The case law continues to build under Ontario’s new Rules of Civil Procedure. Courts appear to see the appeal of not only the amendments themselves, but of the basic principles underlying those involved in discovery, proportionality and reasonableness in particular.
These basic principles (in part) formed the subject matter of the recent appeal case of Wahid v. Malinovski, 2010, ONSC CanLII 3249, decided on July 7, 2010. The court was asked to overturn the order of a Master who had ordered Wahid to provide a further Affidavit of Documents and to produce certain relevant document by a determined date. The main grounds for the appeal were that the Master misapplied Rule 29.01, that she failed to apply the “purpose and spirit of the new Rules”, that she misapprehended the evidence regarding the relevance of the requested documents, and lastly, that she failed to exercise her discretion judicially in granting an award of costs.
The court dismissed the appeal in its entirety.
The value of this case?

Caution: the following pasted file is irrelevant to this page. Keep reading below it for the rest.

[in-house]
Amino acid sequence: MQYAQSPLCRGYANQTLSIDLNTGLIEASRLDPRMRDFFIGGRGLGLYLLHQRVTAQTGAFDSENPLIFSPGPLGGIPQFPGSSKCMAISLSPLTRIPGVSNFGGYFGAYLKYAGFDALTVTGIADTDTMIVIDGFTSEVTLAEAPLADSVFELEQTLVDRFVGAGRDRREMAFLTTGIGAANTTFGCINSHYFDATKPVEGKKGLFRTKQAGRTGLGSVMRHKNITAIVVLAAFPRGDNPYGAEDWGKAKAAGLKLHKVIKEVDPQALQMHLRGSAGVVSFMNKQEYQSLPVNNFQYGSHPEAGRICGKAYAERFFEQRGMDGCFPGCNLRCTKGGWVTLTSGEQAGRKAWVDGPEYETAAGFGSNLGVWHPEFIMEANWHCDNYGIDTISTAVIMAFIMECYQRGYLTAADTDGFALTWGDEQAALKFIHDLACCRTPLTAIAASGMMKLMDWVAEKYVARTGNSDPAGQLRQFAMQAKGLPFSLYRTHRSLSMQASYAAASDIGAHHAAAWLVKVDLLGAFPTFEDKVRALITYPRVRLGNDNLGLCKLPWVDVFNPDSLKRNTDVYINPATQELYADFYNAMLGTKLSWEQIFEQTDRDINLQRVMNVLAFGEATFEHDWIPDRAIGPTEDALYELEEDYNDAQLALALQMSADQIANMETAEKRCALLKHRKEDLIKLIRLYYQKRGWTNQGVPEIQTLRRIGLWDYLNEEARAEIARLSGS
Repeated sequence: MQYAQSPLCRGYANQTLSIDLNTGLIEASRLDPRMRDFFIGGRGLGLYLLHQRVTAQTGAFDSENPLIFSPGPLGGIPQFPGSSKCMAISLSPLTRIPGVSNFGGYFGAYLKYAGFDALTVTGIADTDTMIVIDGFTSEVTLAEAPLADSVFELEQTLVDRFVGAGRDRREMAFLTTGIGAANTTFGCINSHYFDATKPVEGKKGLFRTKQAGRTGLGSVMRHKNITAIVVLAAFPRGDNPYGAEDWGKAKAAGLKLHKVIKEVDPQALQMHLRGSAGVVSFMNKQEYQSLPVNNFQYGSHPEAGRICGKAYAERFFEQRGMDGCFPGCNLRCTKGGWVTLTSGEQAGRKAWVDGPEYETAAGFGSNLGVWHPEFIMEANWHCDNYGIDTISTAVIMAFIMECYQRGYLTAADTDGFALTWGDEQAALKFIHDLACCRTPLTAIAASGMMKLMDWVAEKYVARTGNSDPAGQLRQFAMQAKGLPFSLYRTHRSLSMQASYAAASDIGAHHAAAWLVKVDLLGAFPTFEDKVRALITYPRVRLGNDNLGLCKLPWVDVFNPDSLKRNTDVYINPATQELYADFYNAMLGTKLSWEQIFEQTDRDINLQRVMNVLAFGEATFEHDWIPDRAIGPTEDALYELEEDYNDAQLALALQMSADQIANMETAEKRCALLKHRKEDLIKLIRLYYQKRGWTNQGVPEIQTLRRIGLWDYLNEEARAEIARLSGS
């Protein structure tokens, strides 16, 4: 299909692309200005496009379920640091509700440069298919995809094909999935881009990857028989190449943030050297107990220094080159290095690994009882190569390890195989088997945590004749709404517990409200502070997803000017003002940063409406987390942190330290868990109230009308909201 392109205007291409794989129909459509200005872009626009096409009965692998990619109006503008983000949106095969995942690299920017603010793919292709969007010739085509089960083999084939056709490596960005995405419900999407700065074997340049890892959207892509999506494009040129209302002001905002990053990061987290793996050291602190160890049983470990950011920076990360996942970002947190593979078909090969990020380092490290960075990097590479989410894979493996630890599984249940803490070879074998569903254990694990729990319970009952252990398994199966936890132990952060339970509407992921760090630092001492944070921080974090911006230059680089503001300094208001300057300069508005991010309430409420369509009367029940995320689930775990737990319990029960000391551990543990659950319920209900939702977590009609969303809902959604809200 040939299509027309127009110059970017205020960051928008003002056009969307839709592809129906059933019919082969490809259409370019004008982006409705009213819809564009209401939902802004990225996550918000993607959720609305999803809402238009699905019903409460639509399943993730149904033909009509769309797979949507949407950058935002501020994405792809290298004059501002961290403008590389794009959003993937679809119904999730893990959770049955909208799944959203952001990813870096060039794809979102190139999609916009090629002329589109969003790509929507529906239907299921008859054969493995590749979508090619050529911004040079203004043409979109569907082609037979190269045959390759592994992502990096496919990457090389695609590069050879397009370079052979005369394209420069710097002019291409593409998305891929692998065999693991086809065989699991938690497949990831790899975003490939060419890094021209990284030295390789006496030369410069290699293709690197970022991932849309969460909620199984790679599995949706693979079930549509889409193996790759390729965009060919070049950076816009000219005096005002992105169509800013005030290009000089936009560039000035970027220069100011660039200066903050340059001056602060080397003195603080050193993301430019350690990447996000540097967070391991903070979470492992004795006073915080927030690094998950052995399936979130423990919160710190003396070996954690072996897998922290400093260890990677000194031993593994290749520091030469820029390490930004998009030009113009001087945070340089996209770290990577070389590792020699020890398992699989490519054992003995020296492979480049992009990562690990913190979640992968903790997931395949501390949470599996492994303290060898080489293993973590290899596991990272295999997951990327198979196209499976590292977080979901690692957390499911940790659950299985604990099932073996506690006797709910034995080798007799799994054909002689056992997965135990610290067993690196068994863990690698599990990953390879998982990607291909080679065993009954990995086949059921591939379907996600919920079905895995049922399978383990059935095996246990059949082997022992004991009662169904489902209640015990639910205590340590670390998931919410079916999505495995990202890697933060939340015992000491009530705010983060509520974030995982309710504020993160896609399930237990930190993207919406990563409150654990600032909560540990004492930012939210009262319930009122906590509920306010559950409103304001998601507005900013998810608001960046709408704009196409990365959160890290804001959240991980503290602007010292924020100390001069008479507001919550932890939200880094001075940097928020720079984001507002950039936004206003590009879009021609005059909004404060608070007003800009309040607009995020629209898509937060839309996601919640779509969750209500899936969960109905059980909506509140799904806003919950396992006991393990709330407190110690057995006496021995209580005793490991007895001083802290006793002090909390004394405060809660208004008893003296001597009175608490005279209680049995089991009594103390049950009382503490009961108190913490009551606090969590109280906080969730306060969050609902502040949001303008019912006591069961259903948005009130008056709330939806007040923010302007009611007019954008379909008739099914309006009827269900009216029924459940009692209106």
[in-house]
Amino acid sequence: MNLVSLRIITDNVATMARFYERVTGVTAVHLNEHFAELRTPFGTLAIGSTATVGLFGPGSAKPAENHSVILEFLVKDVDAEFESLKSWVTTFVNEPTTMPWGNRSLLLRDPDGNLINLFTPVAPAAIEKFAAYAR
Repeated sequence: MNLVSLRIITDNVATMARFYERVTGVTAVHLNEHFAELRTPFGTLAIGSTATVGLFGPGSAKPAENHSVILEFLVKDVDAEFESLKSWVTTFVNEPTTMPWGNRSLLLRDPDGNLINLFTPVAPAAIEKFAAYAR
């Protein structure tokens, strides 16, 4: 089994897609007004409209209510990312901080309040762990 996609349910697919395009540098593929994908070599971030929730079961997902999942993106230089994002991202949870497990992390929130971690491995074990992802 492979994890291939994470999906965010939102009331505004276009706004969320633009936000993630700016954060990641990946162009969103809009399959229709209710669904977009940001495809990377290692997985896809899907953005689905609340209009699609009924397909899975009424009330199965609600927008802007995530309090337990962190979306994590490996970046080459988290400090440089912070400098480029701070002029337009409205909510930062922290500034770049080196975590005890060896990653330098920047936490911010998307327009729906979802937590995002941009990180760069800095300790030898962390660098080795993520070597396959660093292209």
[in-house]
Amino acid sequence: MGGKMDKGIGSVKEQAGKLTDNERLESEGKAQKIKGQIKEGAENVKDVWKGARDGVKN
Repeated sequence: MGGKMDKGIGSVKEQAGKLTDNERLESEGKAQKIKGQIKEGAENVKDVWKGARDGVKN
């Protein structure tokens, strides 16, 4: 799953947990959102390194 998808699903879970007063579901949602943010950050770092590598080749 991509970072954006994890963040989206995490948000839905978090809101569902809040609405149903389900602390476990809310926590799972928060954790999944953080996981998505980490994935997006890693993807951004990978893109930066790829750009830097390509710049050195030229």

In its decision, the court confirms that the amendments to the Rules do not negate pre-existing discovery obligations or judicial discretion.
Pursuant to Rule 30.04(5), the court may at any time order production of unprivileged, relevant documents in the possession, control or power of a party…[n]one of the new Rules amendments hamstring the court’s discretion under Rule 30.04(5) to order production of documents for discovery. (para. 11)
Further, the basic principles of fairness and efficiency in litigation, and the doctrine of proportionality continue to be endorsed by courts:
Discovery is to facilitate settlement or, if that is not achievable, to make the trial process more efficient and fair. Concerns about discoveries being unduly long and costly, sometimes turning into fishing expeditions, have stewed in recent years: see Osborne Report at 59. New provisions were added and certain provisions of the Rules were amended…to streamline the discovery process.” (para. 6)
Rule 29.2.03 sets out a list of factors to be considered by a court when ordering production of unprivileged, relevant documents in the possession control or power of a party (including time, expense, prejudice, undue interference with the orderly progress of the action, availability of the information or record)…underpinning all of the factors listed in the Rule is the overriding principle of proportionality. (para. 9)